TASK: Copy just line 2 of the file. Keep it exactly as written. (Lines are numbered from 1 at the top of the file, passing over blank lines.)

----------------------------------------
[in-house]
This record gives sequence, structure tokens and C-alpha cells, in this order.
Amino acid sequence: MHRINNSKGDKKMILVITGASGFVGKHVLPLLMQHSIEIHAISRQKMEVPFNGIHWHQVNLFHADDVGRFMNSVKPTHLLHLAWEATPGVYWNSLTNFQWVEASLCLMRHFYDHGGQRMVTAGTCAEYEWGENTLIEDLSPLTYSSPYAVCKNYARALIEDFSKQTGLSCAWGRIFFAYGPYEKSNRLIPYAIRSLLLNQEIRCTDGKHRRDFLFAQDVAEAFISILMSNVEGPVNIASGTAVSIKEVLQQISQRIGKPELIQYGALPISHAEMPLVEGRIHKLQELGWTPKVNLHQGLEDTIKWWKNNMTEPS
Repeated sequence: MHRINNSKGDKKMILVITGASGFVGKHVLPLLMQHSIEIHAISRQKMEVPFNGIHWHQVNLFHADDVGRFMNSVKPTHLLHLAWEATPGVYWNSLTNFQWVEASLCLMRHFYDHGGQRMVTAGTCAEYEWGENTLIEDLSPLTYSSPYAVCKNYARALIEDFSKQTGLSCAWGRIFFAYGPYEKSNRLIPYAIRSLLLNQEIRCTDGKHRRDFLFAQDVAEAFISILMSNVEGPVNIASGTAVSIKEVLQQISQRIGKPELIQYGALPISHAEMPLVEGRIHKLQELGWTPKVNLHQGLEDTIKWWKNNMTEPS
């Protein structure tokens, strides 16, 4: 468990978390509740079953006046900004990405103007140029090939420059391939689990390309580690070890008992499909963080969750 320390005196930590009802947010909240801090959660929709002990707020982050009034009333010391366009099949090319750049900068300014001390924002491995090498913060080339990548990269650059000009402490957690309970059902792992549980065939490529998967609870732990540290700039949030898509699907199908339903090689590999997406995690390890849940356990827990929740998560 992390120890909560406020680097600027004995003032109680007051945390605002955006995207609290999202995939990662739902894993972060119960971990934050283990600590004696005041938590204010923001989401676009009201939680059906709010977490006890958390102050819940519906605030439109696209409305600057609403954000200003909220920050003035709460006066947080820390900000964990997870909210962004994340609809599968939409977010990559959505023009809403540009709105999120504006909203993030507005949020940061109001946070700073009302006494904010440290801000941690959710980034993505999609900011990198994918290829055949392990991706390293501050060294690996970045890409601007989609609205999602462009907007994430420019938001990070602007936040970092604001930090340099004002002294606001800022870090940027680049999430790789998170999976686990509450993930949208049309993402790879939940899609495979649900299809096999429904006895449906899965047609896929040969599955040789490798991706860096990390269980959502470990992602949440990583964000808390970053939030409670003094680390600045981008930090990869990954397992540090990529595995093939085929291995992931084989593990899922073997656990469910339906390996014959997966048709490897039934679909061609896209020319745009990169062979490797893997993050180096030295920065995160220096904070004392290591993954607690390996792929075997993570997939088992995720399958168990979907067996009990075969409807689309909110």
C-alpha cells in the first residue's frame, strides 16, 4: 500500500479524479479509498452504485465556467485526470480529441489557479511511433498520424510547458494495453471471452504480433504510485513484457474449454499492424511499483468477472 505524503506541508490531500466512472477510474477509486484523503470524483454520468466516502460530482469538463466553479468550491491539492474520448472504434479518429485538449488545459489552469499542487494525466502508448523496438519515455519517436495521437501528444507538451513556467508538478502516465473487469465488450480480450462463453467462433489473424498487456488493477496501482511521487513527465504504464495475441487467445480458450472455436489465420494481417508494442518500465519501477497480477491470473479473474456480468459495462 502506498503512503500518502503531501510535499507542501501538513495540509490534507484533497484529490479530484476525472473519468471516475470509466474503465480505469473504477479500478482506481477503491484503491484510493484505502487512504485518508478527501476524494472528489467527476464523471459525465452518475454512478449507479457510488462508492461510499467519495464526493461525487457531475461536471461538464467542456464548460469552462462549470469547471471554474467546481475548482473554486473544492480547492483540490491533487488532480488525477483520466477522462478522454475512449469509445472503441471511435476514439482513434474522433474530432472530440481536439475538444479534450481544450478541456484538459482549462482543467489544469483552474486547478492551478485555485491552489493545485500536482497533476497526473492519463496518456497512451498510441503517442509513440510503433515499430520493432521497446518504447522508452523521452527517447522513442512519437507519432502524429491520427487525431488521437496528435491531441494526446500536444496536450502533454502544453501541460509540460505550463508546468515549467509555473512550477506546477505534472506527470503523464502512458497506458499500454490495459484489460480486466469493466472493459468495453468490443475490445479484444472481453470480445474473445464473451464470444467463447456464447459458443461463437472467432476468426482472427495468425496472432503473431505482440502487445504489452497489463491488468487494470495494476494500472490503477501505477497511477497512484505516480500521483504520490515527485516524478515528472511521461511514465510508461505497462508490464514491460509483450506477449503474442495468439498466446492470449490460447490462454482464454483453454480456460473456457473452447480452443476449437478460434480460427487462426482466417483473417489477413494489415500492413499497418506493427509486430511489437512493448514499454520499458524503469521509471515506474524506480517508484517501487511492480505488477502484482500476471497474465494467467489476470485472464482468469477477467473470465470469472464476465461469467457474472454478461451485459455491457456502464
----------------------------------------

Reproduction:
This record gives sequence, structure tokens and C-alpha cells, in this order.